Porthos | The Wine Insiders
Ladera Vineyards
ladera_logo.jpg The Ladera story is a tale of two vineyards, almost at opposite ends of the Napa Valley. Their terrains and their histories are very different. Lone Canyon Vineyard on the flank of Mt. Veeder ranges in altitude up to 1,100 feet; some areas are so rugged and steep it’s difficult to stand upright. Ladera’s Howell Mountain property ranges in altitude from 1,600 feet to 1,800 feet: a gently rolling terrain, but set on a broad ridge of the mountain high above the Napa Valley floor. Our name reminds us of the virtue they share– both produce the distinctly intense fruit of well-drained hillside and mountain vineyards.

Lone Canyon Vineyard

Lone Canyon Vineyard was once a small part of Mariano Vallejo’s vast holdings, a portion of which was given as a gift to George Yount in the 1830s. He in turn gave a portion of the land to Charles Hopper, who planted his first vines in the area in 1877. Hopper was a trapper and trader who came to California in 1841 with the first immigrant wagon train. The narrative of his adventures includes tales of keeping starvation at bay by eating grizzly bears and his own mules, and confrontations not only with the native Indians but with General Vallejo himself.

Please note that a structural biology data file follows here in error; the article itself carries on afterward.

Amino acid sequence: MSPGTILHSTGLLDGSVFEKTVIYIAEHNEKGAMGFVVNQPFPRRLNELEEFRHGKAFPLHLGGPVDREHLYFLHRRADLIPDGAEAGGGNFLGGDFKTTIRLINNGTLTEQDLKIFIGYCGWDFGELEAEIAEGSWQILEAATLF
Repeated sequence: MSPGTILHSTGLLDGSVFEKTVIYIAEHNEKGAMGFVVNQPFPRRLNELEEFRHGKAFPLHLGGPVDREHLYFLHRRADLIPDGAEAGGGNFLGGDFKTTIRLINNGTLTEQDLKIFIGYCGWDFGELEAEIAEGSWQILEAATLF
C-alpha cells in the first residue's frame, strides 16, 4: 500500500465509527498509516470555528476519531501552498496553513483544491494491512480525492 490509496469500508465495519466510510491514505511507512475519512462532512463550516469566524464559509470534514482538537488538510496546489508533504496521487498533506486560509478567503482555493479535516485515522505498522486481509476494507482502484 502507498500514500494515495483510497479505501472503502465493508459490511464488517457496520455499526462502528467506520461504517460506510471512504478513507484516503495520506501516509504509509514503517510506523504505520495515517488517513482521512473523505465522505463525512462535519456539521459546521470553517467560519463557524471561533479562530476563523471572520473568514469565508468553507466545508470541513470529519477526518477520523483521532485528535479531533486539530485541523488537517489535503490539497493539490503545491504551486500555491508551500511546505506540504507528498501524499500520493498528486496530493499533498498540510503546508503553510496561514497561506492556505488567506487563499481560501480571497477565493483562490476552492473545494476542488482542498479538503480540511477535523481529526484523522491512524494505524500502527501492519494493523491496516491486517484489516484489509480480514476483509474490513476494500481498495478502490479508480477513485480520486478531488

Howell Mountain Appellation

By contrast, Ladera’s Howell Mountain vineyard was considered from the very beginning to be a little piece of France, and was named Nouveau Medoc Vineyard by the men who founded it. Jean Brun, a native of Bordeaux, and W.J. Chaix, whom he met in Napa, first planted 20 acres of Medoc grapes on Howell Mountain in 1877— among the first to plant vineyards up on Howell Mountain instead of on the Napa Valley floor.

Winery Building

In 1886 Brun & Chaix completed a three-story winery building with thirty inch thick stone walls. “The structure is built entirely of hard, durable stone, three stories in height, roofed with shingles, and being partly dug in the side of a sloping hill, there is easy access by wagons or teams to the three floors... The enterprise and perseverance shown by this firm in demonstrating what our elevated regions can accomplish in the way of grape growing is worthy of all praise… Now all doubts are removed on that score and they are the men to reap the reward which they justly deserve.” One of those rewards was a Bronze Medal in the 1889 Paris World Competition.

Our name, Ladera, stands to remind us of the nature of our vineyards, our fruit and our wines… hillside, intense, distinct.